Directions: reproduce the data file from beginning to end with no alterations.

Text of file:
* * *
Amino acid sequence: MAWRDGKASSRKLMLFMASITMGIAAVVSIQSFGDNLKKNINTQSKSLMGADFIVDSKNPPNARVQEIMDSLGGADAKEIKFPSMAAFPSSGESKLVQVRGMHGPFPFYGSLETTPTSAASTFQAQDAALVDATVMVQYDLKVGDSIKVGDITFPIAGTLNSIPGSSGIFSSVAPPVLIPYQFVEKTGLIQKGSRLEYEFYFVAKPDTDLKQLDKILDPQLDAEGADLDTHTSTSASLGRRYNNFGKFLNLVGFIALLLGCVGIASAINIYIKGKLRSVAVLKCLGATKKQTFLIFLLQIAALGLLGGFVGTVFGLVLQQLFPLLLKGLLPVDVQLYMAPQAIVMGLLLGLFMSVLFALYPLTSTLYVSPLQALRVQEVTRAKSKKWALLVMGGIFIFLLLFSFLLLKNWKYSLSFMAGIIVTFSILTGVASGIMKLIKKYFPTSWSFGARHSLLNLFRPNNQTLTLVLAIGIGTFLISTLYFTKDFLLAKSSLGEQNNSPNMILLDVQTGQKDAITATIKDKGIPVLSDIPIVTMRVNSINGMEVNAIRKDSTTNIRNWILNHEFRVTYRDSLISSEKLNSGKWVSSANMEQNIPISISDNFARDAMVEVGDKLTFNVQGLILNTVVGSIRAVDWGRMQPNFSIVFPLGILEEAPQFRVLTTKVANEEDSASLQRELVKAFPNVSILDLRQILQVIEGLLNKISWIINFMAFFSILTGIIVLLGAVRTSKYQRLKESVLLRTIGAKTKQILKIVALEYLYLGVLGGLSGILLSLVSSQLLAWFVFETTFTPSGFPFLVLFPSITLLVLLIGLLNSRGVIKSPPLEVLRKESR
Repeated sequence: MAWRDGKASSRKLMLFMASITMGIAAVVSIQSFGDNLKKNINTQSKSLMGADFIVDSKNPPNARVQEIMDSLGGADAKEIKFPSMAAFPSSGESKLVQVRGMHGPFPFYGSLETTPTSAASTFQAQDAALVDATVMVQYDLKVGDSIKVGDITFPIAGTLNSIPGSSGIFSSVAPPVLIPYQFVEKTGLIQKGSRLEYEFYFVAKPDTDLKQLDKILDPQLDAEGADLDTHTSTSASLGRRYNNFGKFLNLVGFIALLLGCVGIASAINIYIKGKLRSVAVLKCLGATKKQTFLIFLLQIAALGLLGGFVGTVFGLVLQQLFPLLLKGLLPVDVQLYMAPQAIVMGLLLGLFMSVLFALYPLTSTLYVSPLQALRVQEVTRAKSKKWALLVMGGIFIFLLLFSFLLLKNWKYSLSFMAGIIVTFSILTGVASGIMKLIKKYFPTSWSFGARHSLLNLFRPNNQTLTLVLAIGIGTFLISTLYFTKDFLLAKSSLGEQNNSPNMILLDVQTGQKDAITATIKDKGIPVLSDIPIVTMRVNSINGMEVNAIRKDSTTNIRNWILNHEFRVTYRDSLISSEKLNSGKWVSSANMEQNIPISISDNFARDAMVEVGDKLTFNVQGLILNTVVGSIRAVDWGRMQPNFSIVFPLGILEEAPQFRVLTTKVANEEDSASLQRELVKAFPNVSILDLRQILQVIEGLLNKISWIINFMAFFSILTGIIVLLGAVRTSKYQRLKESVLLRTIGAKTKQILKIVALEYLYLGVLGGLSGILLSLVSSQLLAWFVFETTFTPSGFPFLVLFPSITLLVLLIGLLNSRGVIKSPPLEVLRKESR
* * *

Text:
Amino acid sequence: MAWRDGKASSRKLMLFMASITMGIAAVVSIQSFGDNLKKNINTQSKSLMGADFIVDSKNPPNARVQEIMDSLGGADAKEIKFPSMAAFPSSGESKLVQVRGMHGPFPFYGSLETTPTSAASTFQAQDAALVDATVMVQYDLKVGDSIKVGDITFPIAGTLNSIPGSSGIFSSVAPPVLIPYQFVEKTGLIQKGSRLEYEFYFVAKPDTDLKQLDKILDPQLDAEGADLDTHTSTSASLGRRYNNFGKFLNLVGFIALLLGCVGIASAINIYIKGKLRSVAVLKCLGATKKQTFLIFLLQIAALGLLGGFVGTVFGLVLQQLFPLLLKGLLPVDVQLYMAPQAIVMGLLLGLFMSVLFALYPLTSTLYVSPLQALRVQEVTRAKSKKWALLVMGGIFIFLLLFSFLLLKNWKYSLSFMAGIIVTFSILTGVASGIMKLIKKYFPTSWSFGARHSLLNLFRPNNQTLTLVLAIGIGTFLISTLYFTKDFLLAKSSLGEQNNSPNMILLDVQTGQKDAITATIKDKGIPVLSDIPIVTMRVNSINGMEVNAIRKDSTTNIRNWILNHEFRVTYRDSLISSEKLNSGKWVSSANMEQNIPISISDNFARDAMVEVGDKLTFNVQGLILNTVVGSIRAVDWGRMQPNFSIVFPLGILEEAPQFRVLTTKVANEEDSASLQRELVKAFPNVSILDLRQILQVIEGLLNKISWIINFMAFFSILTGIIVLLGAVRTSKYQRLKESVLLRTIGAKTKQILKIVALEYLYLGVLGGLSGILLSLVSSQLLAWFVFETTFTPSGFPFLVLFPSITLLVLLIGLLNSRGVIKSPPLEVLRKESR
Repeated sequence: MAWRDGKASSRKLMLFMASITMGIAAVVSIQSFGDNLKKNINTQSKSLMGADFIVDSKNPPNARVQEIMDSLGGADAKEIKFPSMAAFPSSGESKLVQVRGMHGPFPFYGSLETTPTSAASTFQAQDAALVDATVMVQYDLKVGDSIKVGDITFPIAGTLNSIPGSSGIFSSVAPPVLIPYQFVEKTGLIQKGSRLEYEFYFVAKPDTDLKQLDKILDPQLDAEGADLDTHTSTSASLGRRYNNFGKFLNLVGFIALLLGCVGIASAINIYIKGKLRSVAVLKCLGATKKQTFLIFLLQIAALGLLGGFVGTVFGLVLQQLFPLLLKGLLPVDVQLYMAPQAIVMGLLLGLFMSVLFALYPLTSTLYVSPLQALRVQEVTRAKSKKWALLVMGGIFIFLLLFSFLLLKNWKYSLSFMAGIIVTFSILTGVASGIMKLIKKYFPTSWSFGARHSLLNLFRPNNQTLTLVLAIGIGTFLISTLYFTKDFLLAKSSLGEQNNSPNMILLDVQTGQKDAITATIKDKGIPVLSDIPIVTMRVNSINGMEVNAIRKDSTTNIRNWILNHEFRVTYRDSLISSEKLNSGKWVSSANMEQNIPISISDNFARDAMVEVGDKLTFNVQGLILNTVVGSIRAVDWGRMQPNFSIVFPLGILEEAPQFRVLTTKVANEEDSASLQRELVKAFPNVSILDLRQILQVIEGLLNKISWIINFMAFFSILTGIIVLLGAVRTSKYQRLKESVLLRTIGAKTKQILKIVALEYLYLGVLGGLSGILLSLVSSQLLAWFVFETTFTPSGFPFLVLFPSITLLVLLIGLLNSRGVIKSPPLEVLRKESR